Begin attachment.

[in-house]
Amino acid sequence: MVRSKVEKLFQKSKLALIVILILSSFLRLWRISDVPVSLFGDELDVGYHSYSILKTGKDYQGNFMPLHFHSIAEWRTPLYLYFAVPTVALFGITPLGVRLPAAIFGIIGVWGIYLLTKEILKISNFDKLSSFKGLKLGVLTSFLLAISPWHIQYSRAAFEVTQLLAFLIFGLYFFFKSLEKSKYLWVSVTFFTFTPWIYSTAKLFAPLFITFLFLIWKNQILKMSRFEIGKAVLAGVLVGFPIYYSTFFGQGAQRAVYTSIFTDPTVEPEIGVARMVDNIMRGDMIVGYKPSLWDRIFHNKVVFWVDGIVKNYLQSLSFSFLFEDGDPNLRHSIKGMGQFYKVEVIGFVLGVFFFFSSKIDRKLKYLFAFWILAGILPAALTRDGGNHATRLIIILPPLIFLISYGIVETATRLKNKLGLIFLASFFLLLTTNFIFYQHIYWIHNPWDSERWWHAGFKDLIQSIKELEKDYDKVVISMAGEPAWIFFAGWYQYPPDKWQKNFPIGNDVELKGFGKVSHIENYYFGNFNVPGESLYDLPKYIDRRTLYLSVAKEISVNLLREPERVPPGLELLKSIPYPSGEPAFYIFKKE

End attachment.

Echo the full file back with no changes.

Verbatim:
[in-house]
Amino acid sequence: MVRSKVEKLFQKSKLALIVILILSSFLRLWRISDVPVSLFGDELDVGYHSYSILKTGKDYQGNFMPLHFHSIAEWRTPLYLYFAVPTVALFGITPLGVRLPAAIFGIIGVWGIYLLTKEILKISNFDKLSSFKGLKLGVLTSFLLAISPWHIQYSRAAFEVTQLLAFLIFGLYFFFKSLEKSKYLWVSVTFFTFTPWIYSTAKLFAPLFITFLFLIWKNQILKMSRFEIGKAVLAGVLVGFPIYYSTFFGQGAQRAVYTSIFTDPTVEPEIGVARMVDNIMRGDMIVGYKPSLWDRIFHNKVVFWVDGIVKNYLQSLSFSFLFEDGDPNLRHSIKGMGQFYKVEVIGFVLGVFFFFSSKIDRKLKYLFAFWILAGILPAALTRDGGNHATRLIIILPPLIFLISYGIVETATRLKNKLGLIFLASFFLLLTTNFIFYQHIYWIHNPWDSERWWHAGFKDLIQSIKELEKDYDKVVISMAGEPAWIFFAGWYQYPPDKWQKNFPIGNDVELKGFGKVSHIENYYFGNFNVPGESLYDLPKYIDRRTLYLSVAKEISVNLLREPERVPPGLELLKSIPYPSGEPAFYIFKKE